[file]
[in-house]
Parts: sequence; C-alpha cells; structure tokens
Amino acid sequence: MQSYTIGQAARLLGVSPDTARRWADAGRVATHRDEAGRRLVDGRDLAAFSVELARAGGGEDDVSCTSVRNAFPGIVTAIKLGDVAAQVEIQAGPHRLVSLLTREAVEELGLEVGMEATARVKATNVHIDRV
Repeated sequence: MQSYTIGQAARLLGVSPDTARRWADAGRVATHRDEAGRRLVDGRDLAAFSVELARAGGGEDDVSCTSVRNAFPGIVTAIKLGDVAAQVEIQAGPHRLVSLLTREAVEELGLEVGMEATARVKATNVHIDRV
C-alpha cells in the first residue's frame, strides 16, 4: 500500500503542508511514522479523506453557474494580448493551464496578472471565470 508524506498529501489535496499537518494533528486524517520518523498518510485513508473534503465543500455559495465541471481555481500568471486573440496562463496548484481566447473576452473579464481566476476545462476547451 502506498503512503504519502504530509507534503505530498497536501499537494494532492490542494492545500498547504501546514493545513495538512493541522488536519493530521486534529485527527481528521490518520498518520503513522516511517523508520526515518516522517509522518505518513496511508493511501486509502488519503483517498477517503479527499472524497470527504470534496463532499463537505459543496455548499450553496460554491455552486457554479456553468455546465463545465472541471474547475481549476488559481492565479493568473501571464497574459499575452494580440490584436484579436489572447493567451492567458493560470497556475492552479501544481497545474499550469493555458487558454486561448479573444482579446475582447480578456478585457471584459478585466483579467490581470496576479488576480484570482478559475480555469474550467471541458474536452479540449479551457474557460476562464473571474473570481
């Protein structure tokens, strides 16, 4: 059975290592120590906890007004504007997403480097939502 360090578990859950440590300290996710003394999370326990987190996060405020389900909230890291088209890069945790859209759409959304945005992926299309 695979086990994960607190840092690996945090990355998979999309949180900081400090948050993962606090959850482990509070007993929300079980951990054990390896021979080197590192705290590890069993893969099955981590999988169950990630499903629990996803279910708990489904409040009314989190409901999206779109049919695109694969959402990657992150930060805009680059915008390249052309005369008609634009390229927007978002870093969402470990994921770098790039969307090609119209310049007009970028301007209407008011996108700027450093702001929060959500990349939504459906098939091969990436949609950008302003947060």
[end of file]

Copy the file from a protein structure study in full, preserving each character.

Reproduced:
[in-house]
Parts: sequence; C-alpha cells; structure tokens
Amino acid sequence: MQSYTIGQAARLLGVSPDTARRWADAGRVATHRDEAGRRLVDGRDLAAFSVELARAGGGEDDVSCTSVRNAFPGIVTAIKLGDVAAQVEIQAGPHRLVSLLTREAVEELGLEVGMEATARVKATNVHIDRV
Repeated sequence: MQSYTIGQAARLLGVSPDTARRWADAGRVATHRDEAGRRLVDGRDLAAFSVELARAGGGEDDVSCTSVRNAFPGIVTAIKLGDVAAQVEIQAGPHRLVSLLTREAVEELGLEVGMEATARVKATNVHIDRV
C-alpha cells in the first residue's frame, strides 16, 4: 500500500503542508511514522479523506453557474494580448493551464496578472471565470 508524506498529501489535496499537518494533528486524517520518523498518510485513508473534503465543500455559495465541471481555481500568471486573440496562463496548484481566447473576452473579464481566476476545462476547451 502506498503512503504519502504530509507534503505530498497536501499537494494532492490542494492545500498547504501546514493545513495538512493541522488536519493530521486534529485527527481528521490518520498518520503513522516511517523508520526515518516522517509522518505518513496511508493511501486509502488519503483517498477517503479527499472524497470527504470534496463532499463537505459543496455548499450553496460554491455552486457554479456553468455546465463545465472541471474547475481549476488559481492565479493568473501571464497574459499575452494580440490584436484579436489572447493567451492567458493560470497556475492552479501544481497545474499550469493555458487558454486561448479573444482579446475582447480578456478585457471584459478585466483579467490581470496576479488576480484570482478559475480555469474550467471541458474536452479540449479551457474557460476562464473571474473570481
């Protein structure tokens, strides 16, 4: 059975290592120590906890007004504007997403480097939502 360090578990859950440590300290996710003394999370326990987190996060405020389900909230890291088209890069945790859209759409959304945005992926299309 695979086990994960607190840092690996945090990355998979999309949180900081400090948050993962606090959850482990509070007993929300079980951990054990390896021979080197590192705290590890069993893969099955981590999988169950990630499903629990996803279910708990489904409040009314989190409901999206779109049919695109694969959402990657992150930060805009680059915008390249052309005369008609634009390229927007978002870093969402470990994921770098790039969307090609119209310049007009970028301007209407008011996108700027450093702001929060959500990349939504459906098939091969990436949609950008302003947060």